Psaki: 'We're Now at a Stage Where Russia Could at Any Point Launch an Attack in Ukraine'

By Susan Jones | January 19, 2022 | 8:59am EST
Secretary of State Antony Blinken meets with Ukrainian President Volodymyr Zelensky in Kyiv on January 19, 2022. The United States confirmed that it authorised an additional $200 million in security aid to Ukraine as it faces threats of a Russian invasion. (Photo by ALEX BRANDON/POOL/AFP via Getty Images)
Secretary of State Antony Blinken meets with Ukrainian President Volodymyr Zelensky in Kyiv on January 19, 2022. The United States confirmed that it authorised an additional $200 million in security aid to Ukraine as it faces threats of a Russian invasion. (Photo by ALEX BRANDON/POOL/AFP via Getty Images)

(CNSNews.com) - White House spokeswoman Jen Psaki on Tuesday blamed Russian President Vladimir Putin for creating a "crisis" in Ukraine by sending 100,000 Russian troops to its borders and by conducting joint military exercises in neighboring Belarus and on Ukraine's eastern border.

"So, let’s be clear: Our view is, this is an extremely dangerous situation. We’re now at a stage where Russia could at any point launch an attack in Ukraine," Psaki said.

"And what Secretary Blinken is going to go do is highlight very clearly there is a diplomatic path forward.  It is the choice of President Putin and the Russians to make whether they are going to suffer severe economic consequences or not."

Blinken was in Ukraine on Wednesday, where he met with U.S. Embassy staff ahead of a planned Friday meeting with the Russian foreign minister in Berlin.

"We have tried make clear that there are two paths for Russia," Blinken said. "There is the path of diplomacy and dialogue to try to resolve whatever differences there are peacefully, through diplomacy – clearly the preferable path, clearly the most responsible path and the one that we would prefer.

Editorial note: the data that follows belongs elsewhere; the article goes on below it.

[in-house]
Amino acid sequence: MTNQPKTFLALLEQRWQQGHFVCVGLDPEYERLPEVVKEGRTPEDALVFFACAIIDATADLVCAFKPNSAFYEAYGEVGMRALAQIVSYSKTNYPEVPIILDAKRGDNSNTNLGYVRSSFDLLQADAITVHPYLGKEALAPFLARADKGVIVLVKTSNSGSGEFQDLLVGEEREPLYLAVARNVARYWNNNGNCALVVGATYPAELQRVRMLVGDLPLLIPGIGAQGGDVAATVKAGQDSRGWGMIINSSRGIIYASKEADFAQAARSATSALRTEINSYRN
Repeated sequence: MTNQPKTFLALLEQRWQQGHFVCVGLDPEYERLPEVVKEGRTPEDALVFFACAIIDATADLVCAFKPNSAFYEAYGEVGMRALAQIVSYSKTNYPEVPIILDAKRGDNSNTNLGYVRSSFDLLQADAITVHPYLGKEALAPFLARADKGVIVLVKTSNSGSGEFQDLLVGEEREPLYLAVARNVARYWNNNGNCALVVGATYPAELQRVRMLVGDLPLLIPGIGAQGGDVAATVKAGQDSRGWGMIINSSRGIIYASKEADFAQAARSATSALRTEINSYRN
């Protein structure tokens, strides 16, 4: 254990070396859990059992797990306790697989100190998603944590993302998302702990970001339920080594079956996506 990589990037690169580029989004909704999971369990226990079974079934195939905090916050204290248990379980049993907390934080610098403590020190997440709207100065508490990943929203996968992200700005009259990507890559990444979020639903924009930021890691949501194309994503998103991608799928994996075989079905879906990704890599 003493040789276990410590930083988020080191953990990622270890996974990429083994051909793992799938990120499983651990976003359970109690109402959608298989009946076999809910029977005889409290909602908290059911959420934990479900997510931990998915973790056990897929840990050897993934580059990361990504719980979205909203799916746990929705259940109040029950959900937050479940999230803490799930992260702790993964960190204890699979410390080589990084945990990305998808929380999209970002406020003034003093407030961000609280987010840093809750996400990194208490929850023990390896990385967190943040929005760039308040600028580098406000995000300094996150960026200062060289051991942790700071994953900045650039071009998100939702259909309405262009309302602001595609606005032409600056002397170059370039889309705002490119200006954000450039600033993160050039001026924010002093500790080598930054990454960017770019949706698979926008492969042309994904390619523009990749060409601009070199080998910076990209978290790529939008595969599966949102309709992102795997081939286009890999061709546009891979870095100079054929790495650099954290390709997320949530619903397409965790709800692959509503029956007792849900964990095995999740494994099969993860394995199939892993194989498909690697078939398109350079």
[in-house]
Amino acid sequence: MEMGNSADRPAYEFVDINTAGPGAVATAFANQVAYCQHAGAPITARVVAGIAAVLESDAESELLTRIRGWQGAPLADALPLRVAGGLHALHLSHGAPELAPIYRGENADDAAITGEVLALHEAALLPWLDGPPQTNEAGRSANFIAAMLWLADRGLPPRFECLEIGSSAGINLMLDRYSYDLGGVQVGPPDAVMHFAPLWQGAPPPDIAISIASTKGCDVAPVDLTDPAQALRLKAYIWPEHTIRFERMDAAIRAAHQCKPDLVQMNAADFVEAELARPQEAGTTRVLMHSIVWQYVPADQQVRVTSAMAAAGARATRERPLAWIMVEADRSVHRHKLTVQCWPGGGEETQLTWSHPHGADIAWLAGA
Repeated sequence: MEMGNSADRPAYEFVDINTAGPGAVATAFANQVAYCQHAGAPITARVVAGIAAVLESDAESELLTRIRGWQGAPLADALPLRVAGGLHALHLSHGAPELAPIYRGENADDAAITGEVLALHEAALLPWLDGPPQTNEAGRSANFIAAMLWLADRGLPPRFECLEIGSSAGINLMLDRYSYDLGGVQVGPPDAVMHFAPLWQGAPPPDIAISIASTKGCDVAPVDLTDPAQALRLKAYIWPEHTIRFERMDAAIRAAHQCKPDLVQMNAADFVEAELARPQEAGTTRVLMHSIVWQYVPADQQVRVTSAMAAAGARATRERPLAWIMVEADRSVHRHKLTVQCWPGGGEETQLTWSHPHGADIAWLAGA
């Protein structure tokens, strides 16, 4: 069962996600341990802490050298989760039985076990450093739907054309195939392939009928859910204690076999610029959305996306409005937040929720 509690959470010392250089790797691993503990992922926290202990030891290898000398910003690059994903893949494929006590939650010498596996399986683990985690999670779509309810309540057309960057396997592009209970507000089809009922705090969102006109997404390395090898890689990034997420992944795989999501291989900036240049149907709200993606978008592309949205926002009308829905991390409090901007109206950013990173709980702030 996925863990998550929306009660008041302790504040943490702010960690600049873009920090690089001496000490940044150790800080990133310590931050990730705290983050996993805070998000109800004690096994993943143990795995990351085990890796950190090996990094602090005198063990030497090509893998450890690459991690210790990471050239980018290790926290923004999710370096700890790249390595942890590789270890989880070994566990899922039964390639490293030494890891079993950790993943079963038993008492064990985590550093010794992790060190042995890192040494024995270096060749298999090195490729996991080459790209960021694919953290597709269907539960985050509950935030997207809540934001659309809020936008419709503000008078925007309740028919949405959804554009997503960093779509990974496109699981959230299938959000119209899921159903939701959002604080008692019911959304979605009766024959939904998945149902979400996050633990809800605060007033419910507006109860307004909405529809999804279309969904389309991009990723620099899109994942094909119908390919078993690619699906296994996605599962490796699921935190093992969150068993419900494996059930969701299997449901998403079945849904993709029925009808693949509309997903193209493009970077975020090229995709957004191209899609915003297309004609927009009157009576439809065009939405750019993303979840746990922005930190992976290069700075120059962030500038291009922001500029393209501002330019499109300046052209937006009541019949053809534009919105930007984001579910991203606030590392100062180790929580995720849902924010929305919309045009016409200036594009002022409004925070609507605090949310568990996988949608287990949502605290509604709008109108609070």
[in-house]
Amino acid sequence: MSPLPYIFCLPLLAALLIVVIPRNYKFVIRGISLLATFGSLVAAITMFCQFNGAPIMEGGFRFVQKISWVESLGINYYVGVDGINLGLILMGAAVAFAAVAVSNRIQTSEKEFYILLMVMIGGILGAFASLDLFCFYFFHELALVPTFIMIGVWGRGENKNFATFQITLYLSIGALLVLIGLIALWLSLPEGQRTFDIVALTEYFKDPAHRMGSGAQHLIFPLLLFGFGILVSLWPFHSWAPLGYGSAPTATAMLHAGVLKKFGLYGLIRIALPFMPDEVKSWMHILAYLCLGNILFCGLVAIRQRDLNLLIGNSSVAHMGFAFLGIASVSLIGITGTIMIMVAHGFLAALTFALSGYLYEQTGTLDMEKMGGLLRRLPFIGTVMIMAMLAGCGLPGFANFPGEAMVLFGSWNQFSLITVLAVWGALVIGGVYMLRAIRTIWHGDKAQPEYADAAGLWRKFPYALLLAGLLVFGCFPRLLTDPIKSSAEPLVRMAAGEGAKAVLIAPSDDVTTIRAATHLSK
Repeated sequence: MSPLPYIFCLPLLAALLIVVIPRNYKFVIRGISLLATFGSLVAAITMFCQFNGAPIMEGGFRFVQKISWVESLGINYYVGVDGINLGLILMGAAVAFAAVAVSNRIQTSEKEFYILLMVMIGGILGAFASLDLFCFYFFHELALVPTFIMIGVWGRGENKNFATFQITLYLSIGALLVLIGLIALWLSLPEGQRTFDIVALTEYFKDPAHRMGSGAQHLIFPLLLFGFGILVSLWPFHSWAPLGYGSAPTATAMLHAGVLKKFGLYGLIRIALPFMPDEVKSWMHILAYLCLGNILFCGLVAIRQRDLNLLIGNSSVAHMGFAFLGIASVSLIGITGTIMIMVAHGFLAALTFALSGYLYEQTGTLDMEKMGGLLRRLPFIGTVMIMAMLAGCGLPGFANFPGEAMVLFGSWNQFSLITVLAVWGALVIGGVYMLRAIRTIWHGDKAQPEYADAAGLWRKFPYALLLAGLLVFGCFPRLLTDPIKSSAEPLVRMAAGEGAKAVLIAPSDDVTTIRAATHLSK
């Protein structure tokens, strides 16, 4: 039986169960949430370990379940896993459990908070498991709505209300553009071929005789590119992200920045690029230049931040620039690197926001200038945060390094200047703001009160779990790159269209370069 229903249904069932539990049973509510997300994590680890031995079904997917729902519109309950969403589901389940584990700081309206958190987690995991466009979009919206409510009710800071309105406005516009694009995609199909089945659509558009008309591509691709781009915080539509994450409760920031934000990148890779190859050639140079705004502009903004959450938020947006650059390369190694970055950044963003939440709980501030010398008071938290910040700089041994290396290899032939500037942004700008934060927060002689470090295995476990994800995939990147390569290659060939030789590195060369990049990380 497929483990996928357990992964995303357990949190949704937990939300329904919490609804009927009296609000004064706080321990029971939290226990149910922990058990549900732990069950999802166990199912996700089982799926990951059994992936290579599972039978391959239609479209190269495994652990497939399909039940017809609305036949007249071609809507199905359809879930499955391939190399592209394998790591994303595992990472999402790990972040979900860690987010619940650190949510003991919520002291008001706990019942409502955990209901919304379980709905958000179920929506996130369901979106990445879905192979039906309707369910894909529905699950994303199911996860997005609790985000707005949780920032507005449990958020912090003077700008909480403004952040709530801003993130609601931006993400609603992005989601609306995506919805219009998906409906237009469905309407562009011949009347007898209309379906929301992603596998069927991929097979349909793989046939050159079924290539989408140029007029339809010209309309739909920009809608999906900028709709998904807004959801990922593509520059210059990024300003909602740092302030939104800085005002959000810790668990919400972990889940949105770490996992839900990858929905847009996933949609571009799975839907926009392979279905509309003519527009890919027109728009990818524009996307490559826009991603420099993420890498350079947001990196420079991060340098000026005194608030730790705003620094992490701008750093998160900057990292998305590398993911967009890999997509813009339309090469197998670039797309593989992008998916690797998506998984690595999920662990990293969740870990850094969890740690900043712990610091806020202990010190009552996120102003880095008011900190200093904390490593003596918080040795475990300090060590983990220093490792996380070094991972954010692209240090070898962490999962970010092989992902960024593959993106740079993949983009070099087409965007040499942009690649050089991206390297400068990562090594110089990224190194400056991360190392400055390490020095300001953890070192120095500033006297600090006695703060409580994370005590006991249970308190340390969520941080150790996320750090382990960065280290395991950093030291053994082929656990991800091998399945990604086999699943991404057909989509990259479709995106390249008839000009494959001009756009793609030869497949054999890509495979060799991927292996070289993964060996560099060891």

"But there is also the path, if Russia chooses to renew aggression, of confrontation and consequences for Russia, and we have been working to build out both of those paths in very close coordination and collaboration with allies and partners."

Blinken said the U.S. is committed to Ukraine's "sovereignty, to its territorial integrity, to its independence," but President Biden has ruled out sending combat troops to the country.

“That’s not on the table,” Biden told reporters on December 8. "We have a moral obligation and a legal obligation to our NATO allies if [Russia] were to attack, under Article 5. It’s a sacred obligation. That obligation does not extend...to Ukraine.”

Putin is demanding assurances that Ukraine will not be admitted to NATO.

Blinken said on Wednesday the impasse is "bigger than Ukraine."

It’s bigger than Ukraine because what Russia is doing with the aggression that it has already committed and the threat of further aggression is to challenge the very basic principles that undergird the entire international system and are necessary for trying to keep peace and security.

Principles like one nation can’t simply change the borders of another by force.  Principles like one nation can’t simply dictate to another its choices, including with whom it will associate. Principles like nations cannot exert spheres of influence to try to subjugate their neighbors to their will.

If we allow those principles to be violated with impunity, then we will open a very large Pandora’s box, and the entire world is watching what is happening here.

Speaking to CNN Wednesday morning, White House Communications Director Kate Bedingfield was asked what Biden can do if Russia invades Ukraine:

"Well, the aim here is, if he determines, if he decides to launch an attack is to make him regret that decision. The president has said, in no uncertain terms, that he will impose sanctions, that he will impose retaliation. That will be a problem for Russia and the Russian economy. Ultimately at the end of the day, if this is a decision that president Putin decides to make, it is one that will not bear out well for Russia in the end," Bedingfield said.

"And what president Biden has been able to do, as you saw from Secretary Blinken being on the ground, an intensive work that's been happening in Europe, he has been able to work with European allies to bring them together to be united around this issue which I think you will remember from having covered it. It is a drastically different tack than the previous president took.

"So President Biden has been very clear -- if President Putin makes this decision, he (Biden) will impose sanctions, and ultimately this will be a terrible decision for the Russian people and the Russian economy."

Bedingfield also said the U.S. is trying to "create an environment of de-escalation."

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